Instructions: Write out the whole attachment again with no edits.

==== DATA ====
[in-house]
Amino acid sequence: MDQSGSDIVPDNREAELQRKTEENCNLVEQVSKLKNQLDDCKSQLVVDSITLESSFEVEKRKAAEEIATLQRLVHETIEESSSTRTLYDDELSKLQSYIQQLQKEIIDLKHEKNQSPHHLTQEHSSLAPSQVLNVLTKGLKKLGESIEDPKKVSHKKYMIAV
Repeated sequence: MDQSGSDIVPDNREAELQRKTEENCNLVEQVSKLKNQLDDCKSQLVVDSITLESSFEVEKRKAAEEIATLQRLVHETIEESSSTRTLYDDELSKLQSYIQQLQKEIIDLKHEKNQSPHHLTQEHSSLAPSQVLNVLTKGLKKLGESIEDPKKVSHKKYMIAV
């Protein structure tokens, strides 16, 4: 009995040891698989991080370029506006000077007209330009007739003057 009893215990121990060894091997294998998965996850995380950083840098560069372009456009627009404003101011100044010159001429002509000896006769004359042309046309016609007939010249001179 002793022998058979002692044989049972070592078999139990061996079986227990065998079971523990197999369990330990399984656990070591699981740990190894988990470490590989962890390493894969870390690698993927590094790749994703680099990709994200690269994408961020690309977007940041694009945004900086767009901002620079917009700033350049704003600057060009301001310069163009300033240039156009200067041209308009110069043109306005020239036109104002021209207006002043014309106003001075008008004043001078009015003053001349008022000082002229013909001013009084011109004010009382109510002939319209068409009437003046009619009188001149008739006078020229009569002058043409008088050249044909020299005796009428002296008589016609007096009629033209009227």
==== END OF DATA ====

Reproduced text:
[in-house]
Amino acid sequence: MDQSGSDIVPDNREAELQRKTEENCNLVEQVSKLKNQLDDCKSQLVVDSITLESSFEVEKRKAAEEIATLQRLVHETIEESSSTRTLYDDELSKLQSYIQQLQKEIIDLKHEKNQSPHHLTQEHSSLAPSQVLNVLTKGLKKLGESIEDPKKVSHKKYMIAV
Repeated sequence: MDQSGSDIVPDNREAELQRKTEENCNLVEQVSKLKNQLDDCKSQLVVDSITLESSFEVEKRKAAEEIATLQRLVHETIEESSSTRTLYDDELSKLQSYIQQLQKEIIDLKHEKNQSPHHLTQEHSSLAPSQVLNVLTKGLKKLGESIEDPKKVSHKKYMIAV
């Protein structure tokens, strides 16, 4: 009995040891698989991080370029506006000077007209330009007739003057 009893215990121990060894091997294998998965996850995380950083840098560069372009456009627009404003101011100044010159001429002509000896006769004359042309046309016609007939010249001179 002793022998058979002692044989049972070592078999139990061996079986227990065998079971523990197999369990330990399984656990070591699981740990190894988990470490590989962890390493894969870390690698993927590094790749994703680099990709994200690269994408961020690309977007940041694009945004900086767009901002620079917009700033350049704003600057060009301001310069163009300033240039156009200067041209308009110069043109306005020239036109104002021209207006002043014309106003001075008008004043001078009015003053001349008022000082002229013909001013009084011109004010009382109510002939319209068409009437003046009619009188001149008739006078020229009569002058043409008088050249044909020299005796009428002296008589016609007096009629033209009227």